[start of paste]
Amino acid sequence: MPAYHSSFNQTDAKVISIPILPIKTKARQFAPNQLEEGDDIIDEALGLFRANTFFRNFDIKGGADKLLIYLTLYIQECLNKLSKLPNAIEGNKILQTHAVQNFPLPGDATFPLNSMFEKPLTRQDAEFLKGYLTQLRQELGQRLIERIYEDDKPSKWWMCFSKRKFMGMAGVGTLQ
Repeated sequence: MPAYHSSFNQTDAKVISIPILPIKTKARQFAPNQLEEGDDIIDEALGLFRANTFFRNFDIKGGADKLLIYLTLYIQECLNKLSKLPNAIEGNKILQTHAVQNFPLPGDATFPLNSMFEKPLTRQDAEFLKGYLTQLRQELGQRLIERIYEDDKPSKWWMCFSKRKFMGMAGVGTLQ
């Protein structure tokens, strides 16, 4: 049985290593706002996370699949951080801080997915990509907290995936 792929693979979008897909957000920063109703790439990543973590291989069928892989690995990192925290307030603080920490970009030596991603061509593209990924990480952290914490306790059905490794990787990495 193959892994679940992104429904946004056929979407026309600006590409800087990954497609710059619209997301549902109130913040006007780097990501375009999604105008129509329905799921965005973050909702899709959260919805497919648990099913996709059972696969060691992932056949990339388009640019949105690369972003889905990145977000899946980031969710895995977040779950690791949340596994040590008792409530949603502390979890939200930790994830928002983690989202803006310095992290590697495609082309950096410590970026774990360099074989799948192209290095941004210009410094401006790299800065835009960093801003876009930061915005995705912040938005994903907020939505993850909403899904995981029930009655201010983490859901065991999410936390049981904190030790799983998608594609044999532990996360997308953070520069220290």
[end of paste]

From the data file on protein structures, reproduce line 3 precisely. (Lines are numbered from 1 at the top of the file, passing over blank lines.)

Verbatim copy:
């Protein structure tokens, strides 16, 4: 049985290593706002996370699949951080801080997915990509907290995936 792929693979979008897909957000920063109703790439990543973590291989069928892989690995990192925290307030603080920490970009030596991603061509593209990924990480952290914490306790059905490794990787990495 193959892994679940992104429904946004056929979407026309600006590409800087990954497609710059619209997301549902109130913040006007780097990501375009999604105008129509329905799921965005973050909702899709959260919805497919648990099913996709059972696969060691992932056949990339388009640019949105690369972003889905990145977000899946980031969710895995977040779950690791949340596994040590008792409530949603502390979890939200930790994830928002983690989202803006310095992290590697495609082309950096410590970026774990360099074989799948192209290095941004210009410094401006790299800065835009960093801003876009930061915005995705912040938005994903907020939505993850909403899904995981029930009655201010983490859901065991999410936390049981904190030790799983998608594609044999532990996360997308953070520069220290």